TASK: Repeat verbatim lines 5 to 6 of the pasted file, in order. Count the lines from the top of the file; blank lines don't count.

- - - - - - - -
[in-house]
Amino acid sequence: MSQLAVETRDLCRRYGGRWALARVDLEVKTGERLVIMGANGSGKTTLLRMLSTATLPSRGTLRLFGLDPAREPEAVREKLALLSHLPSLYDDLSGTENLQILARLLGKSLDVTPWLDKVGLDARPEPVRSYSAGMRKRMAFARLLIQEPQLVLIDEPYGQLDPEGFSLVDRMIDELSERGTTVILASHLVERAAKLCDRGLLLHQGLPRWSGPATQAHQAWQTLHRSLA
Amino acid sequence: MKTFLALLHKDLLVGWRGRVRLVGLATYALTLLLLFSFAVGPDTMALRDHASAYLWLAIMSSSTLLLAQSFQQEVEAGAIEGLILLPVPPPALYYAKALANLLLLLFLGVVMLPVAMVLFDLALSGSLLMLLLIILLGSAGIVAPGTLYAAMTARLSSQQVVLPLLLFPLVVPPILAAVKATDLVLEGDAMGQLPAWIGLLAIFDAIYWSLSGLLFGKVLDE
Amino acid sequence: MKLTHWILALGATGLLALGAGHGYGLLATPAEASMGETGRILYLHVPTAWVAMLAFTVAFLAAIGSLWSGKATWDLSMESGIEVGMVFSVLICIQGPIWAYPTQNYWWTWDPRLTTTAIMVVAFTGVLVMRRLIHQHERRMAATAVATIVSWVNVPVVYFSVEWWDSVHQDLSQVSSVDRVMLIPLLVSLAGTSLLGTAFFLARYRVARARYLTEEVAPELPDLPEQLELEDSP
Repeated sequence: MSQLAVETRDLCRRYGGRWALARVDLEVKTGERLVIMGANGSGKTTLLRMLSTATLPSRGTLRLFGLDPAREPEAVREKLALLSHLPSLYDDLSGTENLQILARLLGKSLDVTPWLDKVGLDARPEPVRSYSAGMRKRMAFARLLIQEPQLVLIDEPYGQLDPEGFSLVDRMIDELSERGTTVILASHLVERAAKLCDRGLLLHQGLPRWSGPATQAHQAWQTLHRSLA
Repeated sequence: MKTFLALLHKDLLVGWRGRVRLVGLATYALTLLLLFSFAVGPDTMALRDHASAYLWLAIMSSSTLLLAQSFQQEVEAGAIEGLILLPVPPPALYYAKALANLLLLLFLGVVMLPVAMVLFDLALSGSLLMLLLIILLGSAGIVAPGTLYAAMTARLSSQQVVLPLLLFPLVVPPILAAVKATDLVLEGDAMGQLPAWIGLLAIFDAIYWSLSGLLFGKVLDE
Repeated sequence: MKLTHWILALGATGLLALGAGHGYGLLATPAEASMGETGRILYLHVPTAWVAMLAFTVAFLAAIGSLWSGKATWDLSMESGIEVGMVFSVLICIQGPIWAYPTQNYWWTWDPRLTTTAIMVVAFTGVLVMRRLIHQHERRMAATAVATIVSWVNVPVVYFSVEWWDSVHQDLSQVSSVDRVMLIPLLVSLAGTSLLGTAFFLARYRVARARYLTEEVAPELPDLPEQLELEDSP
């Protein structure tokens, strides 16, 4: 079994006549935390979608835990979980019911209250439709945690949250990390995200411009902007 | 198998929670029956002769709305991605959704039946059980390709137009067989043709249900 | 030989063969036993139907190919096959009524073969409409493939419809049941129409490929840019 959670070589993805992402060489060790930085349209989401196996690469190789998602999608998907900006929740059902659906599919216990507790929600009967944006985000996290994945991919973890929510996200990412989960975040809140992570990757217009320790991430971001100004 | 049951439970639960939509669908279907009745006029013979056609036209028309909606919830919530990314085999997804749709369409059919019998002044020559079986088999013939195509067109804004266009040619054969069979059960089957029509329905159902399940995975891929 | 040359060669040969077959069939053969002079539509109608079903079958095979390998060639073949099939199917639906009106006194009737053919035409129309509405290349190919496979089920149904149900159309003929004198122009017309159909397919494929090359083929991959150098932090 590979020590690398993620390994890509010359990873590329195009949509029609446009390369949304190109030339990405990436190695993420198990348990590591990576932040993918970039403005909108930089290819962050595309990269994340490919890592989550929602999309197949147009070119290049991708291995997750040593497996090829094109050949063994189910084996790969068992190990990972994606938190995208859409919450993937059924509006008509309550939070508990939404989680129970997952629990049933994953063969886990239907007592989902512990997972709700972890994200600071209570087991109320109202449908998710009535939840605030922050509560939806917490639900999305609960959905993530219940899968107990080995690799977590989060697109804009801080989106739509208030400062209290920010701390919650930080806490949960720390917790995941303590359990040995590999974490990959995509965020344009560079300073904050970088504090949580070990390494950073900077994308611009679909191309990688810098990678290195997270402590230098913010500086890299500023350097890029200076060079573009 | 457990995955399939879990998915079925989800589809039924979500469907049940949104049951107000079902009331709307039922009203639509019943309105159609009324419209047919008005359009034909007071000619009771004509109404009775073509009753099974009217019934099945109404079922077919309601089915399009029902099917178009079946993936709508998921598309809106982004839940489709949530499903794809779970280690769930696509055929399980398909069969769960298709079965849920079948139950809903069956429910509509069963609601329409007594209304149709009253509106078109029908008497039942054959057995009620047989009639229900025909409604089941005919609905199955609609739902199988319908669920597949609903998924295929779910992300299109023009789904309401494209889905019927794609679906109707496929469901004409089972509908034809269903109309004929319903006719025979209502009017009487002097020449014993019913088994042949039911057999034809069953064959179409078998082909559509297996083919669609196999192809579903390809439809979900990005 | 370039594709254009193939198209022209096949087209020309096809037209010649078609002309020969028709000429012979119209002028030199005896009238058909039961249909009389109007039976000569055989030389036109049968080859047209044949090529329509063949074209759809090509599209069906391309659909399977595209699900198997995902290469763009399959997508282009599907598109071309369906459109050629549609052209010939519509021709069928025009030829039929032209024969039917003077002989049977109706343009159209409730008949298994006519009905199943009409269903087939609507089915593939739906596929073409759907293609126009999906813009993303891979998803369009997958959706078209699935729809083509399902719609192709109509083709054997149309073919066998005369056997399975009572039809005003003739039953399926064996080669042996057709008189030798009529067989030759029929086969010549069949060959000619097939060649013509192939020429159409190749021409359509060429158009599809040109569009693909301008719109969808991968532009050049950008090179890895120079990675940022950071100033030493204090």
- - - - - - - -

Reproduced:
Repeated sequence: MSQLAVETRDLCRRYGGRWALARVDLEVKTGERLVIMGANGSGKTTLLRMLSTATLPSRGTLRLFGLDPAREPEAVREKLALLSHLPSLYDDLSGTENLQILARLLGKSLDVTPWLDKVGLDARPEPVRSYSAGMRKRMAFARLLIQEPQLVLIDEPYGQLDPEGFSLVDRMIDELSERGTTVILASHLVERAAKLCDRGLLLHQGLPRWSGPATQAHQAWQTLHRSLA
Repeated sequence: MKTFLALLHKDLLVGWRGRVRLVGLATYALTLLLLFSFAVGPDTMALRDHASAYLWLAIMSSSTLLLAQSFQQEVEAGAIEGLILLPVPPPALYYAKALANLLLLLFLGVVMLPVAMVLFDLALSGSLLMLLLIILLGSAGIVAPGTLYAAMTARLSSQQVVLPLLLFPLVVPPILAAVKATDLVLEGDAMGQLPAWIGLLAIFDAIYWSLSGLLFGKVLDE